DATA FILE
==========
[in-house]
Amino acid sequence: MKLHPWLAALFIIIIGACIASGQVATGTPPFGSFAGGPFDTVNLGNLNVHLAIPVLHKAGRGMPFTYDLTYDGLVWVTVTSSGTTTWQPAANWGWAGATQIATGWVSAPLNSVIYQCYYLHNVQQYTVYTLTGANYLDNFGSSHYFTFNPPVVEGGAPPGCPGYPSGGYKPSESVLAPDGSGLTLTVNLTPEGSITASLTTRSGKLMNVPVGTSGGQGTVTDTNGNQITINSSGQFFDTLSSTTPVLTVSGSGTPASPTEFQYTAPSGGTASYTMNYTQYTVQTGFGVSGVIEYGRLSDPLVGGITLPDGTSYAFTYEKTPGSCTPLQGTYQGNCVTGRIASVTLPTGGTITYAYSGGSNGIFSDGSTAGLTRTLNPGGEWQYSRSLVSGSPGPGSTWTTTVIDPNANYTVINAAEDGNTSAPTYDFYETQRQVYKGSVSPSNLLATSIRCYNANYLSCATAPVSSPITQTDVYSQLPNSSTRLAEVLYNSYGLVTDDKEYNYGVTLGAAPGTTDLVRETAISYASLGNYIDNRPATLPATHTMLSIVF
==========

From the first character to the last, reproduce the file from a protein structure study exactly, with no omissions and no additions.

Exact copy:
[in-house]
Amino acid sequence: MKLHPWLAALFIIIIGACIASGQVATGTPPFGSFAGGPFDTVNLGNLNVHLAIPVLHKAGRGMPFTYDLTYDGLVWVTVTSSGTTTWQPAANWGWAGATQIATGWVSAPLNSVIYQCYYLHNVQQYTVYTLTGANYLDNFGSSHYFTFNPPVVEGGAPPGCPGYPSGGYKPSESVLAPDGSGLTLTVNLTPEGSITASLTTRSGKLMNVPVGTSGGQGTVTDTNGNQITINSSGQFFDTLSSTTPVLTVSGSGTPASPTEFQYTAPSGGTASYTMNYTQYTVQTGFGVSGVIEYGRLSDPLVGGITLPDGTSYAFTYEKTPGSCTPLQGTYQGNCVTGRIASVTLPTGGTITYAYSGGSNGIFSDGSTAGLTRTLNPGGEWQYSRSLVSGSPGPGSTWTTTVIDPNANYTVINAAEDGNTSAPTYDFYETQRQVYKGSVSPSNLLATSIRCYNANYLSCATAPVSSPITQTDVYSQLPNSSTRLAEVLYNSYGLVTDDKEYNYGVTLGAAPGTTDLVRETAISYASLGNYIDNRPATLPATHTMLSIVF